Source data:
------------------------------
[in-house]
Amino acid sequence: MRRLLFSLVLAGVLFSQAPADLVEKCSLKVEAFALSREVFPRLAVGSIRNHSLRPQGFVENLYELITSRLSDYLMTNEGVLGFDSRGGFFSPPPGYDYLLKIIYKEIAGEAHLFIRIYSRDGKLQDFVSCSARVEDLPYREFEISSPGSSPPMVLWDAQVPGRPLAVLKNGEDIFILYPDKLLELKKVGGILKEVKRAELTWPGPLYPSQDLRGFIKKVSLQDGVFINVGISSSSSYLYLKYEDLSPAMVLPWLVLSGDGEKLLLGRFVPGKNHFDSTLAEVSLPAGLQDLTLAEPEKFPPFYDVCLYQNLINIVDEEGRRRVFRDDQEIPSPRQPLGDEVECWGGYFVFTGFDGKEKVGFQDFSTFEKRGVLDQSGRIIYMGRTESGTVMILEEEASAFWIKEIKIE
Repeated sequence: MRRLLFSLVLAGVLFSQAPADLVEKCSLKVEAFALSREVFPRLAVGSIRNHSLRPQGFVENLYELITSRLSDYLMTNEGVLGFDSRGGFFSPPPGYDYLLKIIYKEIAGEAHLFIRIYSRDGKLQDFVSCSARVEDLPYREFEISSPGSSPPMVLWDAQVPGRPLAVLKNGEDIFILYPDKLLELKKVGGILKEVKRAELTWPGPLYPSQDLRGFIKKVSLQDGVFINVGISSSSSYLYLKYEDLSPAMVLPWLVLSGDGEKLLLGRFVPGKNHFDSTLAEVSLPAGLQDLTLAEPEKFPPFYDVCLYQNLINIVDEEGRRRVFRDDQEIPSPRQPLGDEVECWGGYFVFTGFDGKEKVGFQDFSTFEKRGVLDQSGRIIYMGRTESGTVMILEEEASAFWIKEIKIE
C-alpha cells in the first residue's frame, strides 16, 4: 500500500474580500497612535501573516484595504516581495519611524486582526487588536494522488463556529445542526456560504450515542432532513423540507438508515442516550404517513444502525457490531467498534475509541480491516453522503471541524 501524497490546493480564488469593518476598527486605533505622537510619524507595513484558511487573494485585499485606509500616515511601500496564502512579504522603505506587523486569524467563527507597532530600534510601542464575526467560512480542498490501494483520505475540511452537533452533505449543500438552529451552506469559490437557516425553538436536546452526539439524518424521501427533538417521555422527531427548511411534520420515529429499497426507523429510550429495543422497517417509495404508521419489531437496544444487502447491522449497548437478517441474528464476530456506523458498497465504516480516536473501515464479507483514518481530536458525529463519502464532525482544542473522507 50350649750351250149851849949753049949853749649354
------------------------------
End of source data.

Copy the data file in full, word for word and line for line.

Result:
[in-house]
Amino acid sequence: MRRLLFSLVLAGVLFSQAPADLVEKCSLKVEAFALSREVFPRLAVGSIRNHSLRPQGFVENLYELITSRLSDYLMTNEGVLGFDSRGGFFSPPPGYDYLLKIIYKEIAGEAHLFIRIYSRDGKLQDFVSCSARVEDLPYREFEISSPGSSPPMVLWDAQVPGRPLAVLKNGEDIFILYPDKLLELKKVGGILKEVKRAELTWPGPLYPSQDLRGFIKKVSLQDGVFINVGISSSSSYLYLKYEDLSPAMVLPWLVLSGDGEKLLLGRFVPGKNHFDSTLAEVSLPAGLQDLTLAEPEKFPPFYDVCLYQNLINIVDEEGRRRVFRDDQEIPSPRQPLGDEVECWGGYFVFTGFDGKEKVGFQDFSTFEKRGVLDQSGRIIYMGRTESGTVMILEEEASAFWIKEIKIE
Repeated sequence: MRRLLFSLVLAGVLFSQAPADLVEKCSLKVEAFALSREVFPRLAVGSIRNHSLRPQGFVENLYELITSRLSDYLMTNEGVLGFDSRGGFFSPPPGYDYLLKIIYKEIAGEAHLFIRIYSRDGKLQDFVSCSARVEDLPYREFEISSPGSSPPMVLWDAQVPGRPLAVLKNGEDIFILYPDKLLELKKVGGILKEVKRAELTWPGPLYPSQDLRGFIKKVSLQDGVFINVGISSSSSYLYLKYEDLSPAMVLPWLVLSGDGEKLLLGRFVPGKNHFDSTLAEVSLPAGLQDLTLAEPEKFPPFYDVCLYQNLINIVDEEGRRRVFRDDQEIPSPRQPLGDEVECWGGYFVFTGFDGKEKVGFQDFSTFEKRGVLDQSGRIIYMGRTESGTVMILEEEASAFWIKEIKIE
C-alpha cells in the first residue's frame, strides 16, 4: 500500500474580500497612535501573516484595504516581495519611524486582526487588536494522488463556529445542526456560504450515542432532513423540507438508515442516550404517513444502525457490531467498534475509541480491516453522503471541524 501524497490546493480564488469593518476598527486605533505622537510619524507595513484558511487573494485585499485606509500616515511601500496564502512579504522603505506587523486569524467563527507597532530600534510601542464575526467560512480542498490501494483520505475540511452537533452533505449543500438552529451552506469559490437557516425553538436536546452526539439524518424521501427533538417521555422527531427548511411534520420515529429499497426507523429510550429495543422497517417509495404508521419489531437496544444487502447491522449497548437478517441474528464476530456506523458498497465504516480516536473501515464479507483514518481530536458525529463519502464532525482544542473522507 50350649750351250149851849949753049949853749649354